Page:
Restoring Agave palmeri Populations: Critical Factors for Seeding and Transplanting in Disturbed Landscapes

Persistent Link:
http://hdl.handle.net/10150/193456
Title:
Restoring Agave palmeri Populations: Critical Factors for Seeding and Transplanting in Disturbed Landscapes
Author:
Pavliscak, Laura
Issue Date:
2010
Publisher:
The University of Arizona.
Rights:
Copyright © is held by the author. Digital access to this material is made possible by the University Libraries, University of Arizona. Further transmission, reproduction or presentation (such as public display or performance) of protected items is prohibited except with permission of the author.
Abstract:
Agave palmeri (Palmer's agave) is a semelparous, perennial succulent thought to provide critical forage for the endangered species, Leptonycteris curasoae (lesser long-nosed bat). Preserving intact agave populations and mitigating loss of habitat may be critical to L. curasoae recovery. Two methods for restoring A. palmeri in disturbed habitats were evaluated: seeding and translocation. In a greenhouse, the emergence and establishment of 2700 seeds was tested across four environmental variables: irrigation level, shade, surface mulch, and soil type. The overall emergence of seedlings was low, particularly in low irrigation, unshaded, unmulched treatments--conditions that might be commonly expected in disturbed habitats. In the field, growth responses of 277 wild transplants were assessed in relation to size class, initial water availability, and storage method. Transplants of all sizes responded positively when replanting coincided with seasonal rainfall, suggesting that salvaging and replanting A. palmeri plants may be a promising restoration strategy.
Type:
text; Electronic Thesis
Keywords:
agave life history; Agave palmeri; Leptonycteris curasoae; restoration; seed broadcasting; transplanting
Degree Name:
M.S.
Degree Level:
masters
Degree Program:
Natural Resources; Graduate College
Degree Grantor:
University of Arizona
Advisor:
Fehmi, Jeffrey S
Committee Chair:
Fehmi, Jeffrey S

Full metadata record

DC FieldValue Language
dc.language.isoenen_US
dc.titleRestoring Agave palmeri Populations: Critical Factors for Seeding and Transplanting in Disturbed Landscapesen_US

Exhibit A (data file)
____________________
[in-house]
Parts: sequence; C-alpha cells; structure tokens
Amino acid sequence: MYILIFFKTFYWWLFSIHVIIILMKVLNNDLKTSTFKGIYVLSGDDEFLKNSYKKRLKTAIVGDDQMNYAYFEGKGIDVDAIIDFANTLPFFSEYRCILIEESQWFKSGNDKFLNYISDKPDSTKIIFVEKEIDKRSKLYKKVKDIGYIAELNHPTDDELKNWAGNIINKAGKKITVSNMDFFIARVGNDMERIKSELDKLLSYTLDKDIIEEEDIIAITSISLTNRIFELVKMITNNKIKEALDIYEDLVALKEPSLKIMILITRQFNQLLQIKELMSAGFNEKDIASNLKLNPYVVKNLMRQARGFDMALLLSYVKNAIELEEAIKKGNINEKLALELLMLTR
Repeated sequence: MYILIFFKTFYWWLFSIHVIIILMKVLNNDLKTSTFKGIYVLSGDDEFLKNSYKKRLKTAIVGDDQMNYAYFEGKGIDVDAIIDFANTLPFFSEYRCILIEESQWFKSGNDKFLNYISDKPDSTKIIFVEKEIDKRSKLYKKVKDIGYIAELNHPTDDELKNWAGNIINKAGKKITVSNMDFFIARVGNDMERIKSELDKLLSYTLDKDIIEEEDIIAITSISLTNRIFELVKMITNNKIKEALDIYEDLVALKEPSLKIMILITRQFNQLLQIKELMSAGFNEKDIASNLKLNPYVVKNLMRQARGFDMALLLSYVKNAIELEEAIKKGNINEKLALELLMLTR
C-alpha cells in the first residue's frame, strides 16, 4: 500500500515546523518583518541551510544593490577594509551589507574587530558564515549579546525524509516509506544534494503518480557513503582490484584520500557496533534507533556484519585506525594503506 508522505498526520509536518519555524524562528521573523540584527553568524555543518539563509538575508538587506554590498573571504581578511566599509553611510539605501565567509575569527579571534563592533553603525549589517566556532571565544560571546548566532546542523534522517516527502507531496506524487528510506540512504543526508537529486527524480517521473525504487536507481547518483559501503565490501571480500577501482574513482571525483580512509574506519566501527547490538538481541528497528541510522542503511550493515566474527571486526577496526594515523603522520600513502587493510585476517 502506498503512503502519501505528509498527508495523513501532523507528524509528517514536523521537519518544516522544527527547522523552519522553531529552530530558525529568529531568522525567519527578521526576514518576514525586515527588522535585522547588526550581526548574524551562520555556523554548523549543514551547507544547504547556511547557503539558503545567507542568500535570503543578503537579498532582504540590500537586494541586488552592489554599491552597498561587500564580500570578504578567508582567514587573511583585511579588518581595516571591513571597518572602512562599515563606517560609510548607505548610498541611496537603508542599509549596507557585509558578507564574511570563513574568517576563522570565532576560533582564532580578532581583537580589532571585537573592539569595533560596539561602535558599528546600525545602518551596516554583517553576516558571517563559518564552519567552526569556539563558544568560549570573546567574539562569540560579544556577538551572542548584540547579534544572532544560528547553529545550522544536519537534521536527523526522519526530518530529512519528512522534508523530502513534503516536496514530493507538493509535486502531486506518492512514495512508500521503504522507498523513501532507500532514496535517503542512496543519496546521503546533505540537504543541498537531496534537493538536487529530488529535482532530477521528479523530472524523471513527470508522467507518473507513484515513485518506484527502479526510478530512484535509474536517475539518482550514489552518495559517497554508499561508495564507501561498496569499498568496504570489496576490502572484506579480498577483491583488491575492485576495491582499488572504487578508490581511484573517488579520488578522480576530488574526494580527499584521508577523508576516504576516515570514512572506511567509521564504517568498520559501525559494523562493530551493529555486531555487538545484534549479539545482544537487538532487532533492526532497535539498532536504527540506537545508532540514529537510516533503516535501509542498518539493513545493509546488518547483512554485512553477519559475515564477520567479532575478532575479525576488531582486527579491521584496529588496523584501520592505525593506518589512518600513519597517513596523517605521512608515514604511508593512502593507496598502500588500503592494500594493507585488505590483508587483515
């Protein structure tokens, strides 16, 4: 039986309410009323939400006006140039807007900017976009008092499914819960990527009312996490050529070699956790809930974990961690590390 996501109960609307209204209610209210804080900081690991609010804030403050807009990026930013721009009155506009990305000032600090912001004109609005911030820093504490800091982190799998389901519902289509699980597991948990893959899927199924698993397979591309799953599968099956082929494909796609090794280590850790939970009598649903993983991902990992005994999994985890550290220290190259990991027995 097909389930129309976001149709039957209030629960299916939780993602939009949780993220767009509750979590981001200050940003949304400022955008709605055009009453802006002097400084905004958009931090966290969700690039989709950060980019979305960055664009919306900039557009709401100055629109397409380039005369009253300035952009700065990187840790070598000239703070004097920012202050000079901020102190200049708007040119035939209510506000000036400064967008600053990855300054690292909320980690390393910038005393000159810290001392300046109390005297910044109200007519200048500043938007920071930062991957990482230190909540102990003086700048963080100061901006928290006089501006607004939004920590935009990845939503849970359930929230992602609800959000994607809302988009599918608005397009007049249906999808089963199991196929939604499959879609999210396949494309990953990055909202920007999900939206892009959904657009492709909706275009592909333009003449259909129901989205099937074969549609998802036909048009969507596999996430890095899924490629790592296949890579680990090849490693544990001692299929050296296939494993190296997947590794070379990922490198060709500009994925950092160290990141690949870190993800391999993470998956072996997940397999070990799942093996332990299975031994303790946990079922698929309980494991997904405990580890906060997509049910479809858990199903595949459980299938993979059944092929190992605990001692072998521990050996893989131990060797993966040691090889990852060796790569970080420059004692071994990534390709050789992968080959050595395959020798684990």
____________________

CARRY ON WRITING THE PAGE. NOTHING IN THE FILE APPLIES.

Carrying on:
dc.creatorPavliscak, Lauraen_US
dc.contributor.authorPavliscak, Lauraen_US
dc.date.issued2010en_US
dc.publisherThe University of Arizona.en_US
dc.rightsCopyright © is held by the author. Digital access to this material is made possible by the University Libraries, University of Arizona. Further transmission, reproduction or presentation (such as public display or performance) of protected items is prohibited except with permission of the author.en_US
dc.description.abstractAgave palmeri (Palmer's agave) is a semelparous, perennial succulent thought to provide critical forage for the endangered species, Leptonycteris curasoae (lesser long-nosed bat). Preserving intact agave populations and mitigating loss of habitat may be critical to L. curasoae recovery. Two methods for restoring A. palmeri in disturbed habitats were evaluated: seeding and translocation. In a greenhouse, the emergence and establishment of 2700 seeds was tested across four environmental variables: irrigation level, shade, surface mulch, and soil type. The overall emergence of seedlings was low, particularly in low irrigation, unshaded, unmulched treatments--conditions that might be commonly expected in disturbed habitats. In the field, growth responses of 277 wild transplants were assessed in relation to size class, initial water availability, and storage method. Transplants of all sizes responded positively when replanting coincided with seasonal rainfall, suggesting that salvaging and replanting A. palmeri plants may be a promising restoration strategy.en_US
dc.typetexten_US
dc.typeElectronic Thesisen_US
dc.subjectagave life historyen_US
dc.subjectAgave palmerien_US
dc.subjectLeptonycteris curasoaeen_US
dc.subjectrestorationen_US
dc.subjectseed broadcastingen_US
dc.subjecttransplantingen_US
thesis.degree.nameM.S.en_US
thesis.degree.levelmastersen_US
thesis.degree.disciplineNatural Resourcesen_US
thesis.degree.disciplineGraduate Collegeen_US
thesis.degree.grantorUniversity of Arizonaen_US
dc.contributor.advisorFehmi, Jeffrey Sen_US
dc.contributor.chairFehmi, Jeffrey Sen_US
dc.contributor.committeememberSmith, Steven Een_US
dc.contributor.committeememberArcher, Steveen_US
dc.identifier.proquest11218en_US
dc.identifier.oclc752261063en_US
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